Patch Passion

I have been inspired by patchwork for such a long time. Seriously it is the craft I would love to do – but I don’t. Why? I mean I love it so much and I understand the basics. I have even done some English piecing when I was young (you know covering little paper hexagons with fabric and sewing them together). Yet I never seem to carve out the time.

I had lovely memories of a house I used to visit as a child. The mother of a friend had made beautiful hand stitched patchwork curtains for every room. They were mesmeric. Very beautiful and such a labour of love. When we first moved to our current house I decided to make a patchwork curtain for the spare room. I really can’t believe I had the dedication. But it is rather special and has fabrics which belong to treasured clothing, pieces of embroidery from old pyjamas. It is these memory scraps which make it so beautiful. And yet that was the last time I did any patchwork.

But the patterns, the traditional blocks are so inspiring. The combination of simple shapes to create a new pattern. They really lend themselves to our crochet craft. I literally have about 5 blankets in my head that I would like to do.

The Stargazer is really popular and I love that so many people have downloaded the pattern. Currently in use in these cold days it brings so much joy. But then my next adventure has just been in a recent issue of Inside Crochet. the Hexagon Blanket is so fresh and joyful and so reminiscent of traditional granny flower patterns it is wonderful used as a bed spread. A number of years ago I designed a Scandi inspired blanket in browns, yellows and ochres. It was my first play at traditional quilt patterns. I really enjoyed the pattern, but have re-worked the colours in blues and pinks – colours which I am very fond of. I think if you remake a large pattern, you really do need a bit of space so that you can enjoy the making journey again.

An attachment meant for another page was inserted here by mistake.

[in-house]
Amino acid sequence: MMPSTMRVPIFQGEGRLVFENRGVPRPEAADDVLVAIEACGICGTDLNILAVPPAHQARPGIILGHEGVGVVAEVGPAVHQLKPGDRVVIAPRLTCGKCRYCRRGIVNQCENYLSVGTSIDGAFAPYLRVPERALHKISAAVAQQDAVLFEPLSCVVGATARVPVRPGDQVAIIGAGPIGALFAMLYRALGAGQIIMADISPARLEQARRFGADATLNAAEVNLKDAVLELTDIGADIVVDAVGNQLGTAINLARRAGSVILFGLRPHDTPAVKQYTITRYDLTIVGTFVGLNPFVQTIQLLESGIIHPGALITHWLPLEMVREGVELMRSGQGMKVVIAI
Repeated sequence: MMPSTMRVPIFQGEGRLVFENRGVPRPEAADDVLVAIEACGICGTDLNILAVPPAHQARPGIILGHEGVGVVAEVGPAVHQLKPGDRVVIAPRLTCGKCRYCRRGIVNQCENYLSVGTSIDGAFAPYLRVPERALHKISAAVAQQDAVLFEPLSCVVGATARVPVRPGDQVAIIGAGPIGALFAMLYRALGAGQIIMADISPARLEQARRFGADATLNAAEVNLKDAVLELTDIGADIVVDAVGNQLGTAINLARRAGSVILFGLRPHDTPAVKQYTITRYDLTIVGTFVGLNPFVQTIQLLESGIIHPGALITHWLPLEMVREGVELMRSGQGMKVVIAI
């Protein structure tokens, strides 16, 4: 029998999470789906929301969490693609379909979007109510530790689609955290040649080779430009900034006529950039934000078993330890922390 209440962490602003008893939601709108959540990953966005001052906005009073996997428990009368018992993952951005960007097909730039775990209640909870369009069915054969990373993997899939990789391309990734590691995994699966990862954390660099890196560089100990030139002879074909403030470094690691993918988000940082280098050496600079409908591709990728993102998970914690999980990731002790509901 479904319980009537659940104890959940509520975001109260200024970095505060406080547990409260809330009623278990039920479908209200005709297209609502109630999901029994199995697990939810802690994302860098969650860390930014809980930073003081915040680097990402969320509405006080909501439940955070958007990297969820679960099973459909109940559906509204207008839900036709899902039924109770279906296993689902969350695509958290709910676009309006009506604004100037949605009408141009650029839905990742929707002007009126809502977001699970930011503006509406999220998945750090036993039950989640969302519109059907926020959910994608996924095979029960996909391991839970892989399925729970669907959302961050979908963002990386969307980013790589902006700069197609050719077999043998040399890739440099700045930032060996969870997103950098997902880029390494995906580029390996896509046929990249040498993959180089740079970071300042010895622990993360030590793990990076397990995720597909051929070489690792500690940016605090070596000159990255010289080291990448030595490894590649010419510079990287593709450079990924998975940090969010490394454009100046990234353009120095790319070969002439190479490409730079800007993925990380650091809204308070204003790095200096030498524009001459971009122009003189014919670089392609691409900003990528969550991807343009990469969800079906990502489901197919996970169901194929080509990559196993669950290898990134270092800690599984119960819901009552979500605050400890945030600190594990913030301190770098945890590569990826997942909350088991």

I have come to the conclusion that I am not sewing patch work because crochet for me as a much quicker craft – and if I am honest it is much more mobile. So what is on the hook now? Back before Christmas I was inspired to star making a scrappy pattern. I have used the smallest squares of Bellissima and Bambino as a central pattern. The pattern was inspired by the new quilt book by ‘Quilt Alchemy’ by American artist Sara Larson Buscaglia. You can see her work on instagram as Farm and Folk.

Honestly I think I need to say that the quilt inspired designs are not always plain sailing. This design definitely has fiddly sewing-in elements. I enjoy working half-and-half Granny Squares, but they are not everyone’s jam. Finally since taking this photo I have decided that I do not like the beige colour and have switched to my faithful blue. So there has been some quite severe ripping back. That might explain why I haven’t quite finished this project yet.

So even though I can’t get into sewing Quilts…luckily one of my lovely and brilliant friends is a fabulous quilter. You can find her on Instagram here. For my birthday. She presented me with this beautiful quilted bag. Isn’t it just simply gorgeous! It even has a liberty print liner. I can’t tell you how excited I am to use it this weekend. Whilst I am not quilting I am still surrounded by clever people who are and the inspirational patterns and that I can bring to life in yarn. All I need to do is to get those 5 other pattern ideas out of my head and onto the hook.

I wonder if you have a craft you keep meaning to take up – but just don’t seem to be able to divert your time. Is it just better to admire from afar?

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Making and re-making – the little doll

If you read last week’s blog, you will know that one of the things I would like to achieve in my crafty world this year is to finally finish, write up and and publish my doll pattern. It has been a two year journey – no not a journey, because we have not been going anywhere – a two year stop-and-start.

I have made lots and lots of toys. Bunnies and bears are a joy to me, in lots of shapes and style. But a doll design has alluded me. I’m going to be honest – I have designed a pineapple last year in a morning… I mean seriously how hard can it be!